Health Leaders Call for Resolution As ‘Strike Week’ Begins
As the NHS braces itself for what is likely to be the most disruptive strikes so far, with industrial action expected to take place almost every day next week, NHS leaders are warning of a growing fatigue given the cumulative impact of the strikes. They say it is becoming harder to deal with the constant disruption caused by ever more strike days, as the ninth week of industrial action begins.
This warning comes as the latest data shows that the elective care waiting list did not grow for the first time since May 2020: November 2022 saw record numbers of planned procedures (70,000 more than November 2019), as did and tests and checks (over 2.17 million). Also, fewer hours were lost to ambulance handover delays outside of hospital in the last week despite there being an increase in patients.
The NHS is working towards ambitious recovery plans for elective care, and urgent and emergency care, with a plan for recovering primary care services also announced as part of the government’s Autumn Statement. Delivery of these could be at risk if the strikes are allowed to continue and intensify.
While the NHS is responding as well as it can in the face of the industrial action, it is doing this at huge impact to its local communities and staff, as rotas need to be revised, time is taken away from improvement work and planned appointments must be rescheduled so that the most urgent and life-critical services can be prioritised.
When ambulance workers and nurses staged strikes on consecutive days last December, this led to over 18,600 elective procedures and hospital outpatient appointments needing to be cancelled.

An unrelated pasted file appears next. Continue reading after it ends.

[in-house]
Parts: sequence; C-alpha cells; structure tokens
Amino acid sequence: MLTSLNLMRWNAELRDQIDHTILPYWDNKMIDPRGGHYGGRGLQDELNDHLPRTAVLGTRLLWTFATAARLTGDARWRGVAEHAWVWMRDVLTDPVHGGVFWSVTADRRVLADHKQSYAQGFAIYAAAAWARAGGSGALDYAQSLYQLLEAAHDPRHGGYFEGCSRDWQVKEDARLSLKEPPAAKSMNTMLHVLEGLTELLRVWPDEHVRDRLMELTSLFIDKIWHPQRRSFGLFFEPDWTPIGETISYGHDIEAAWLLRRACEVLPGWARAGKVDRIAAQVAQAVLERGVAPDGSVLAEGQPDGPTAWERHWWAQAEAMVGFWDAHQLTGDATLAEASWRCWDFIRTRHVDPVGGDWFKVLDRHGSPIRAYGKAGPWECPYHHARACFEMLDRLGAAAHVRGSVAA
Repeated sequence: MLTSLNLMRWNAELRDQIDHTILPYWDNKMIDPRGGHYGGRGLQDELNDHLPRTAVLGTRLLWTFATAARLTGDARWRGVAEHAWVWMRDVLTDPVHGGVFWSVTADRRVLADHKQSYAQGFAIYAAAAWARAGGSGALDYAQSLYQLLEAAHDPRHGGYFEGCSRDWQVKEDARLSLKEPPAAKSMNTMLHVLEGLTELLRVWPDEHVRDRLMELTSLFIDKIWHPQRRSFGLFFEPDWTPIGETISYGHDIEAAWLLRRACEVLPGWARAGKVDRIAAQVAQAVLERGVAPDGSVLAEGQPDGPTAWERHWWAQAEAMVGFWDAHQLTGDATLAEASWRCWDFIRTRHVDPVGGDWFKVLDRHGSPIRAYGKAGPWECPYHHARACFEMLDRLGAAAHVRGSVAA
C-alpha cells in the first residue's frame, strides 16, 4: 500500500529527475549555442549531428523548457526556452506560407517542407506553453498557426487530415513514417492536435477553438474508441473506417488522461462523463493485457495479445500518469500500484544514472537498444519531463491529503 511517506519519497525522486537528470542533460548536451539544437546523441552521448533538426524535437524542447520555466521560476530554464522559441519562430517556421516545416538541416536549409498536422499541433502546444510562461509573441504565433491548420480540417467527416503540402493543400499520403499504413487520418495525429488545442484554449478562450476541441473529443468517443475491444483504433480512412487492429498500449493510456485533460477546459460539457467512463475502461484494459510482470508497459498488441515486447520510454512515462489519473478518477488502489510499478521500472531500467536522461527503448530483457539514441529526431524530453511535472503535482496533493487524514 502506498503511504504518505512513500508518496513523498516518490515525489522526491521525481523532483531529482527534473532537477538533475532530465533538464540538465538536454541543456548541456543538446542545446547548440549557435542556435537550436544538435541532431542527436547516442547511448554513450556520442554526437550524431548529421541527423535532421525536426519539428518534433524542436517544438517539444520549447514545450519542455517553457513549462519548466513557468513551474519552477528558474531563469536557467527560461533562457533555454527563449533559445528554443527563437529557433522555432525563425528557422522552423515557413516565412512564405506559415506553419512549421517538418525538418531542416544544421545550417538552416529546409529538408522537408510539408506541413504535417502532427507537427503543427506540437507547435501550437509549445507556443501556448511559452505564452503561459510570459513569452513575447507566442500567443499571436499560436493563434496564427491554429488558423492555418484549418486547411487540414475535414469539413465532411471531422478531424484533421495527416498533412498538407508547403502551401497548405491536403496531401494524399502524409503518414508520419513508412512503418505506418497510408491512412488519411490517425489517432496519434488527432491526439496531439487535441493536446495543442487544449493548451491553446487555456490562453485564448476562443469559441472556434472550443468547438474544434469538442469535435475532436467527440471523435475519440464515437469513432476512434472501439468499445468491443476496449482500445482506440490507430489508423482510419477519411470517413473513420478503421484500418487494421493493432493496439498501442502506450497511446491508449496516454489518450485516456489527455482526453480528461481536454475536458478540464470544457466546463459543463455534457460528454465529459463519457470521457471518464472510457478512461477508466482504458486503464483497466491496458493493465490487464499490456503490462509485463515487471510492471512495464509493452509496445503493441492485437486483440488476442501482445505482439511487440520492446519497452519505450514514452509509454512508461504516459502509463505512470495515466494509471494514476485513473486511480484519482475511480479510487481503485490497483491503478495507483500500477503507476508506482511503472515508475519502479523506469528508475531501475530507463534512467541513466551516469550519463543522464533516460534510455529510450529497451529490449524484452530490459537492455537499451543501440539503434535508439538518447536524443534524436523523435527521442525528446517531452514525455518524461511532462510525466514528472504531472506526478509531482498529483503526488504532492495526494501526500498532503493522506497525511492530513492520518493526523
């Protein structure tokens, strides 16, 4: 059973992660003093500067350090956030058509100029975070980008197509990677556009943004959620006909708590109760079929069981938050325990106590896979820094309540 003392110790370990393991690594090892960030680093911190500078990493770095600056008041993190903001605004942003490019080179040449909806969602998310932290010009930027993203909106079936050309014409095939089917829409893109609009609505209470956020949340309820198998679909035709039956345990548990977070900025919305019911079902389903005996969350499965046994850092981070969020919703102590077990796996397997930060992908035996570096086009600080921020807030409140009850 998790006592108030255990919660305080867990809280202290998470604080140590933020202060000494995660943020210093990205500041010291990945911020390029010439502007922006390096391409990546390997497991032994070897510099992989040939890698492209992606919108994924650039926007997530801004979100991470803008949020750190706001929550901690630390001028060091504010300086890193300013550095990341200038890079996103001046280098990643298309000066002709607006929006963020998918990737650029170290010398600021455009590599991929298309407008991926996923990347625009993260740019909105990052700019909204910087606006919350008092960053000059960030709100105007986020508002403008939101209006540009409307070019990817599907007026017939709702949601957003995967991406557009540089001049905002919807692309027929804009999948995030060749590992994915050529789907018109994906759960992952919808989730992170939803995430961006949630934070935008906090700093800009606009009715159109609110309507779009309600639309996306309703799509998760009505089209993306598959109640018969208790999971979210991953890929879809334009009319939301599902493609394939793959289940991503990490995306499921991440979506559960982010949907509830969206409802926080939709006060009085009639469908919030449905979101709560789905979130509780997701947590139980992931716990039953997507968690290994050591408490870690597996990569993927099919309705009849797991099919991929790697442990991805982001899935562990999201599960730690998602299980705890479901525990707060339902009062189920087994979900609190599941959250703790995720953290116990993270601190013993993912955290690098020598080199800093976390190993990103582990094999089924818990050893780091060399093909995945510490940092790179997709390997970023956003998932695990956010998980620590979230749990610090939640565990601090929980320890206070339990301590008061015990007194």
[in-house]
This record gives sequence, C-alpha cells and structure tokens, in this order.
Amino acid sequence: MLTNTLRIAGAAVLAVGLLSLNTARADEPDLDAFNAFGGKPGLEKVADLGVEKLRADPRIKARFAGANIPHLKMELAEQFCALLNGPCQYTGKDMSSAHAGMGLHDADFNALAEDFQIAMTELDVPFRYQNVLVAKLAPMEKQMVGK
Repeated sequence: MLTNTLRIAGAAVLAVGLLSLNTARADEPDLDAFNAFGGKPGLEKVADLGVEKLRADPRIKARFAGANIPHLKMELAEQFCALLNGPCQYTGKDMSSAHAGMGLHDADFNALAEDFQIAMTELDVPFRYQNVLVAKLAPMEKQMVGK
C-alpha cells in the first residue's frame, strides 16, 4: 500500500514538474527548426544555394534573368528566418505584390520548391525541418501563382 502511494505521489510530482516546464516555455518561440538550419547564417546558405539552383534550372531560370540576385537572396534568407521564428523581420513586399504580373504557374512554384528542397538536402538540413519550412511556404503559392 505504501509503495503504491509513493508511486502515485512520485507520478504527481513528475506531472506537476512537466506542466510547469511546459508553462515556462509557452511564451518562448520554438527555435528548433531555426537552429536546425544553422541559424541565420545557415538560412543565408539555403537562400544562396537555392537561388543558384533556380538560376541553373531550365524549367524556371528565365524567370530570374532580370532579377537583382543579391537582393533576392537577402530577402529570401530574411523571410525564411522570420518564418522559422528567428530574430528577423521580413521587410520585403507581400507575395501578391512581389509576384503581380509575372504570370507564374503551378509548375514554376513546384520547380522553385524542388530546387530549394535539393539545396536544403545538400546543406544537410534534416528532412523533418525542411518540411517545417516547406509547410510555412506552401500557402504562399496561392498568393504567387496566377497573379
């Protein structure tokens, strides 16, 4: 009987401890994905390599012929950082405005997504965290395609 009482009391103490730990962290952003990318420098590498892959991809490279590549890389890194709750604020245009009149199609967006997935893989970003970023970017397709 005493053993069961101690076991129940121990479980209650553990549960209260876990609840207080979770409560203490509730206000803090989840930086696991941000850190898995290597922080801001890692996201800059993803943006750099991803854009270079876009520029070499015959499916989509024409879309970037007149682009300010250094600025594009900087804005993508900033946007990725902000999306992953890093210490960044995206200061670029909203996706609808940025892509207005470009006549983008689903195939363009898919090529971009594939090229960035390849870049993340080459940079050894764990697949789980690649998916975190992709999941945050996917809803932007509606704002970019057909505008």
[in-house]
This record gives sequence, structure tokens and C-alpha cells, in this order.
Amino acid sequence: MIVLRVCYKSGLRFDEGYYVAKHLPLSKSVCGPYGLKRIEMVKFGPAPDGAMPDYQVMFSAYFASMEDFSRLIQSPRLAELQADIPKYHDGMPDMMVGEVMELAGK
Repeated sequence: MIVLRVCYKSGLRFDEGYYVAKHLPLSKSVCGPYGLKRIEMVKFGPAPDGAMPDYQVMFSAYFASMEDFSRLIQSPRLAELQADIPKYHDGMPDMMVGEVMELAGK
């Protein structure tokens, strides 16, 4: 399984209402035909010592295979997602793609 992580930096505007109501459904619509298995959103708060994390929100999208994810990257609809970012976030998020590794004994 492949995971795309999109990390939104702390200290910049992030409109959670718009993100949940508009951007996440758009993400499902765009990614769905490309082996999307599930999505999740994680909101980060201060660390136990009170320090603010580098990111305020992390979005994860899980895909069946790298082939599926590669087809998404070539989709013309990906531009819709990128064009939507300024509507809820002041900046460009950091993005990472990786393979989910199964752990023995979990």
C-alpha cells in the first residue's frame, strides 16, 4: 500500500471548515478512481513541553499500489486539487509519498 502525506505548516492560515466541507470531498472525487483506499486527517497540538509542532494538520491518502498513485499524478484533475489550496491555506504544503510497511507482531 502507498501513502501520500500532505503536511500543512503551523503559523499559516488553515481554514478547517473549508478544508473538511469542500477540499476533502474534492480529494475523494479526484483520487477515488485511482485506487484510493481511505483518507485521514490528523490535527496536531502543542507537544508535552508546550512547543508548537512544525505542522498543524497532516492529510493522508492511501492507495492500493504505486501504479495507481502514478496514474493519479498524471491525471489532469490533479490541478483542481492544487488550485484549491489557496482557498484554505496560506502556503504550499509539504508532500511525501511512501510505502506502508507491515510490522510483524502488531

Since then, the total number of cancellations has increased to over 88,000 as further strikes have taken place.
In December, 44 NHS trusts were directly affected by the industrial action coordinated by the Royal College of Nursing but for next week’s strikes, as many as 73 NHS trusts (around one in three in England) will be impacted, in addition to those striking with GMB, Unite, Unison and the Chartered Society of Physiotherapy.
With no end in sight and the possibility of strikes from junior doctors and hospital consultants on the horizon, the increasing concern from health leaders is not solely about the harm and disruption on the day but on the cumulative impact on the NHS and local communities.
Health leaders are urging the government to show initiative or risk longer waiting times for the public and progress being stalled on vital reforms.
In particular, the NHS Confederation has identified four main risks if the government allows industrial action to continue:
1. Recovery of performance: While health leaders are hopeful they will be able to meet the government’s target to ensure everyone waiting over 18 months for an elective procedure gets one by 1 April, this tall order could become increasingly challenging on a national level the longer industrial action continues. According to the latest national data (for November 2022), nearly 49,000 people remained on this waiting list. Also, over 10,700 operations have had to be postponed as a direct result of the strikes so far. Elsewhere, health leaders are committed to the recently published Urgent and Emergency Care Recovery Plan but progress is likely to be hindered if strikes lead to delays in 999 and 111 calls being responded to. Also, primary care leaders have reported that the impact of the strikes on their services in the community has not been fully acknowledged.